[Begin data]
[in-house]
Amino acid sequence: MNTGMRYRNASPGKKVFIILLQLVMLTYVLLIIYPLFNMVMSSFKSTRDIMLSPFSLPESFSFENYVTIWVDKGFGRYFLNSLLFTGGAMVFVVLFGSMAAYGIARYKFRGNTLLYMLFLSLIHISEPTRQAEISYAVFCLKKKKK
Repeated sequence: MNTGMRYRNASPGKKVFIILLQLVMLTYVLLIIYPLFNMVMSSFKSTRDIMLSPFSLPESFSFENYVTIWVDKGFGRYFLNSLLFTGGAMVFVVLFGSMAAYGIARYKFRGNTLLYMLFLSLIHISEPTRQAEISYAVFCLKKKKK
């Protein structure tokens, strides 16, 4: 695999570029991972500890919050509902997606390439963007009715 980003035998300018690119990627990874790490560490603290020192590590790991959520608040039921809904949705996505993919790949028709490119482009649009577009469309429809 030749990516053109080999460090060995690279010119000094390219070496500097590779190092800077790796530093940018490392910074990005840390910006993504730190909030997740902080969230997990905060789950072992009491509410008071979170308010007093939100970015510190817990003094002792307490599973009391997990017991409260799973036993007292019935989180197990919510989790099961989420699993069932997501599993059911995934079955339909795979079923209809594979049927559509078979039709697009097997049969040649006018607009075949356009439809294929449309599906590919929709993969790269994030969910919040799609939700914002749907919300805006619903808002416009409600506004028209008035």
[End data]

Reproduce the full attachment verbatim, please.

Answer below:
[in-house]
Amino acid sequence: MNTGMRYRNASPGKKVFIILLQLVMLTYVLLIIYPLFNMVMSSFKSTRDIMLSPFSLPESFSFENYVTIWVDKGFGRYFLNSLLFTGGAMVFVVLFGSMAAYGIARYKFRGNTLLYMLFLSLIHISEPTRQAEISYAVFCLKKKKK
Repeated sequence: MNTGMRYRNASPGKKVFIILLQLVMLTYVLLIIYPLFNMVMSSFKSTRDIMLSPFSLPESFSFENYVTIWVDKGFGRYFLNSLLFTGGAMVFVVLFGSMAAYGIARYKFRGNTLLYMLFLSLIHISEPTRQAEISYAVFCLKKKKK
């Protein structure tokens, strides 16, 4: 695999570029991972500890919050509902997606390439963007009715 980003035998300018690119990627990874790490560490603290020192590590790991959520608040039921809904949705996505993919790949028709490119482009649009577009469309429809 030749990516053109080999460090060995690279010119000094390219070496500097590779190092800077790796530093940018490392910074990005840390910006993504730190909030997740902080969230997990905060789950072992009491509410008071979170308010007093939100970015510190817990003094002792307490599973009391997990017991409260799973036993007292019935989180197990919510989790099961989420699993069932997501599993059911995934079955339909795979079923209809594979049927559509078979039709697009097997049969040649006018607009075949356009439809294929449309599906590919929709993969790269994030969910919040799609939700914002749907919300805006619903808002416009409600506004028209008035």